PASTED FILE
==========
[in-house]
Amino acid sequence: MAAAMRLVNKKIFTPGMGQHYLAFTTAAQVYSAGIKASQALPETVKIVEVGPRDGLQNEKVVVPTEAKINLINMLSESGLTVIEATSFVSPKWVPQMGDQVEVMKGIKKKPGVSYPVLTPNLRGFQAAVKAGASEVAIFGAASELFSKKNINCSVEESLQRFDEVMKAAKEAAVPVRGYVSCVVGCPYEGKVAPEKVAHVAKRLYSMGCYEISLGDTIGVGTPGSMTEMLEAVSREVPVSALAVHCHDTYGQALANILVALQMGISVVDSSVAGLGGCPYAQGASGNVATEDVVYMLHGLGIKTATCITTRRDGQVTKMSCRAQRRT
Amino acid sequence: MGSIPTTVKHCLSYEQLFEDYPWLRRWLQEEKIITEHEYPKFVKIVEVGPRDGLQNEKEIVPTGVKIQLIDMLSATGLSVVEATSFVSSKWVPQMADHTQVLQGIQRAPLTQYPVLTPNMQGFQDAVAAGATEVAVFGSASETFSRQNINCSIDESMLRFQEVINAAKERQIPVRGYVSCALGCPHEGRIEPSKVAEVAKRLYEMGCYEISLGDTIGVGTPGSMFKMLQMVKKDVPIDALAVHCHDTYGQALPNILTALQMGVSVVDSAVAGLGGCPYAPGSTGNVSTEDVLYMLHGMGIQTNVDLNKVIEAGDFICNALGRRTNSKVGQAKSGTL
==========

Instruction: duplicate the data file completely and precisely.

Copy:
[in-house]
Amino acid sequence: MAAAMRLVNKKIFTPGMGQHYLAFTTAAQVYSAGIKASQALPETVKIVEVGPRDGLQNEKVVVPTEAKINLINMLSESGLTVIEATSFVSPKWVPQMGDQVEVMKGIKKKPGVSYPVLTPNLRGFQAAVKAGASEVAIFGAASELFSKKNINCSVEESLQRFDEVMKAAKEAAVPVRGYVSCVVGCPYEGKVAPEKVAHVAKRLYSMGCYEISLGDTIGVGTPGSMTEMLEAVSREVPVSALAVHCHDTYGQALANILVALQMGISVVDSSVAGLGGCPYAQGASGNVATEDVVYMLHGLGIKTATCITTRRDGQVTKMSCRAQRRT
Amino acid sequence: MGSIPTTVKHCLSYEQLFEDYPWLRRWLQEEKIITEHEYPKFVKIVEVGPRDGLQNEKEIVPTGVKIQLIDMLSATGLSVVEATSFVSSKWVPQMADHTQVLQGIQRAPLTQYPVLTPNMQGFQDAVAAGATEVAVFGSASETFSRQNINCSIDESMLRFQEVINAAKERQIPVRGYVSCALGCPHEGRIEPSKVAEVAKRLYEMGCYEISLGDTIGVGTPGSMFKMLQMVKKDVPIDALAVHCHDTYGQALPNILTALQMGVSVVDSAVAGLGGCPYAPGSTGNVSTEDVLYMLHGMGIQTNVDLNKVIEAGDFICNALGRRTNSKVGQAKSGTL